Food Profile - Plantains

Plantain
Just Ripe Plantains
Plantains belong to the same family as bananas. They are eaten and loved for their sugary taste especially when fully ripe. They are an excellent source of minerals and slow release energy.



Uses:
Plantains are processed in different ways depending on their stage of ripeness. Very ripe plantains are fried as dodo, or kelewele (as it is known in Ghana).

Just plantains can also be boiled, baked and served with other vegetable dishes in particular bean and leafy vegetables.

When roasted, plantain is referred to as (boli), a popular street food eaten with roasted peanuts or can be served with peanut butter.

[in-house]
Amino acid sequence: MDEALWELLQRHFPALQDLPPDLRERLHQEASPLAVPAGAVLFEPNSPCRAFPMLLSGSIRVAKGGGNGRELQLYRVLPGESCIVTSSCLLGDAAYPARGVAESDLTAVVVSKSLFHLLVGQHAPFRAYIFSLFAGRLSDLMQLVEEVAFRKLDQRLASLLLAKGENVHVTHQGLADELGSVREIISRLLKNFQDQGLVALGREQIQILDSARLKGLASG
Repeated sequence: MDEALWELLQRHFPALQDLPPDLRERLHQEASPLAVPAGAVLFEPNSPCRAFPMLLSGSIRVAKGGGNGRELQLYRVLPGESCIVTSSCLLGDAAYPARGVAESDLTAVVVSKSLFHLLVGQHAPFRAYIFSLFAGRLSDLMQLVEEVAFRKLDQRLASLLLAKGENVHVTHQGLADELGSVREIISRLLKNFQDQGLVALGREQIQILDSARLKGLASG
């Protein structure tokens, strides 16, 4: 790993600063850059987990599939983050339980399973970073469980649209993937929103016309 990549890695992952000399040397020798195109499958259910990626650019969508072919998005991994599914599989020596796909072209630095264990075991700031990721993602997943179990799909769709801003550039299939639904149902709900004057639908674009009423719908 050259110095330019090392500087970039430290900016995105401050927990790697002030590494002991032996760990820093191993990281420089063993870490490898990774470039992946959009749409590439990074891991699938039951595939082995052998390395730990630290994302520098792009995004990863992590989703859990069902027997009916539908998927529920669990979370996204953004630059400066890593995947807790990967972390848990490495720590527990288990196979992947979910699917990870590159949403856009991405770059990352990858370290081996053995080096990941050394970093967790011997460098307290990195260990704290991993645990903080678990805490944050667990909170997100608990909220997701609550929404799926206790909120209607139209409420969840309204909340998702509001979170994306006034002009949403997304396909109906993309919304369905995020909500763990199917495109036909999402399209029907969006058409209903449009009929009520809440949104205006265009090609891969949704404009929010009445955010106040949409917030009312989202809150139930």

Unripe plantains are also used to make a snack similar to crisps, known as ipekere. Just ripe plantains are also thinly sliced and fried to make plantain crisps.

 Matured and unripe plantains can also be dried and milled into plantain flour (elubo-ogede) to make amala A popular staple dish among the Yorubas.

Nutritional Data for Plantains (based on 1 medium plantain - 178g):
Calories: 241(kcal)
Protein: 2(g)
Dietary Fibre: 4(g)
Carbohydrates: 53(g)
Fat: 1 (g)
Vitamins: A, B6 C
Minerals: Potassium

Note: Plantains have a low glycaemic index, meaning they release their energy slowly. However, this may gradually increase as they ripen due to an increase in natural sugars.

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